The Mississippi River Flood Model is simple scaled design capable of operating a range of discharges. It illustrates how the Mississippi River, levees, and control structures interact while simulating an "In Bank" and "Flood" Flow with minimal flood damage.
Model Limits are from River Miles 429 to 510. The model is a distorted model in which the horizontal and vertical scales are not the same. The Horizontal Model Scale is 1 ft (model) = 1500 ft (prototype) and the Vertical Model Scale is 1 ft (model) = 300 ft (prototype). The model footprint is about 200 ft long and about 65 ft wide at its widest. The flood plain is 4" above bottom of river channel and the levees are 2 inches above the flood plain. The entire model is enclosed by a curb.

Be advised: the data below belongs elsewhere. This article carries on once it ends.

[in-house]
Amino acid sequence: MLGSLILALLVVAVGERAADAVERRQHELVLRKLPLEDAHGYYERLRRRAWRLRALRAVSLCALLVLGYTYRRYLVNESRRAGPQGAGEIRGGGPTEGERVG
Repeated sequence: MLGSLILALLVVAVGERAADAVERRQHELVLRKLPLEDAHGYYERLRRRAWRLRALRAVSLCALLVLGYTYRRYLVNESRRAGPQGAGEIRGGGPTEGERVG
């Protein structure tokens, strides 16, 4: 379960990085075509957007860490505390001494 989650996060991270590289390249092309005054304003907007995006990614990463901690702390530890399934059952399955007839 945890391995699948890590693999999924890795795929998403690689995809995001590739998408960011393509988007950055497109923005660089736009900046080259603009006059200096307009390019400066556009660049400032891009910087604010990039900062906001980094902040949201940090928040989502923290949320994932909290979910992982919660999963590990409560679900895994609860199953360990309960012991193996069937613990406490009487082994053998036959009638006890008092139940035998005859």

The model is coated with a safety surface that allows museum visitors to play in the river's flow.
During construction, 2 ft of unsuitable material needed to support the slab was removed. This material was replaced with 2 ft of select, compacted backfill. A head bay sump, 15 ft long x 3 ft wide x 3 ft deep, was excavated, formed, and cast in concrete. This serves as the distribution point for inflow of water to the upstream end of the model. A tail bay sump, 25 ft long x 12 ft wide x 4 ft deep, was formed at the downstream end of the model. This sump serves as a storage basin to contain water that is pumped to the upstream end of the model by means of submersible pumps. There are 2 pumps located in the tail bay sump. One is the primary model pump and the other can and will serve as an auxiliary pump and can be used to drain water from the model to a storm drain. An 8 inch reinforced concrete slab was built to support and serve as the model base.